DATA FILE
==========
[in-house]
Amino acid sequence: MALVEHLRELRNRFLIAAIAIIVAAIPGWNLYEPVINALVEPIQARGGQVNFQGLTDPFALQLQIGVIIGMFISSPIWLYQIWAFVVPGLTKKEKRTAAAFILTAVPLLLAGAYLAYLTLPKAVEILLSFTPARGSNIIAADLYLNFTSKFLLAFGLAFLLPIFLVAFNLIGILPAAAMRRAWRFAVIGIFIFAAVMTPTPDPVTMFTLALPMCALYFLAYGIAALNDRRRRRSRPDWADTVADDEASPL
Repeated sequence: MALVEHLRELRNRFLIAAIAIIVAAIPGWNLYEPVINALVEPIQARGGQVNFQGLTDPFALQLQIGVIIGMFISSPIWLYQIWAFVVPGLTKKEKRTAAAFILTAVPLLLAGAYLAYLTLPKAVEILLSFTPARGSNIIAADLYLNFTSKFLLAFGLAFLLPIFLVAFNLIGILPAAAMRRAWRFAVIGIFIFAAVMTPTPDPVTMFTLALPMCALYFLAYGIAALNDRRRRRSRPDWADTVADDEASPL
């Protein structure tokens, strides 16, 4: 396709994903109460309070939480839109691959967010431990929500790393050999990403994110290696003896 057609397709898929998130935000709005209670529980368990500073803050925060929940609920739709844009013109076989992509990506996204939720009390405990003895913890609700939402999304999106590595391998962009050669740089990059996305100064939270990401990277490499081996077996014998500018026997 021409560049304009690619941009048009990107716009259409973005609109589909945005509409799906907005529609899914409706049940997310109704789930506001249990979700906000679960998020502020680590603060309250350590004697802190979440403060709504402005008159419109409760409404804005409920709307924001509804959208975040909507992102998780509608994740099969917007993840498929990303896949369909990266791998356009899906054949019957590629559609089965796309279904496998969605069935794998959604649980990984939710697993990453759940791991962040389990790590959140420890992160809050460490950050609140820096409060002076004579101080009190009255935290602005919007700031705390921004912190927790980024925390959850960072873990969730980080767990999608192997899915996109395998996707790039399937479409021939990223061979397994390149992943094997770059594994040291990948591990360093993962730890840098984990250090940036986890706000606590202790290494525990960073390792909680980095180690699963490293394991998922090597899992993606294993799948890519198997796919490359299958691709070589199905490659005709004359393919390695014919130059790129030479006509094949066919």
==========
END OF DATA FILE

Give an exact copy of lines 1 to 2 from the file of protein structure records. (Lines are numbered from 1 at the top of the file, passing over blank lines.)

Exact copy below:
[in-house]
Amino acid sequence: MALVEHLRELRNRFLIAAIAIIVAAIPGWNLYEPVINALVEPIQARGGQVNFQGLTDPFALQLQIGVIIGMFISSPIWLYQIWAFVVPGLTKKEKRTAAAFILTAVPLLLAGAYLAYLTLPKAVEILLSFTPARGSNIIAADLYLNFTSKFLLAFGLAFLLPIFLVAFNLIGILPAAAMRRAWRFAVIGIFIFAAVMTPTPDPVTMFTLALPMCALYFLAYGIAALNDRRRRRSRPDWADTVADDEASPL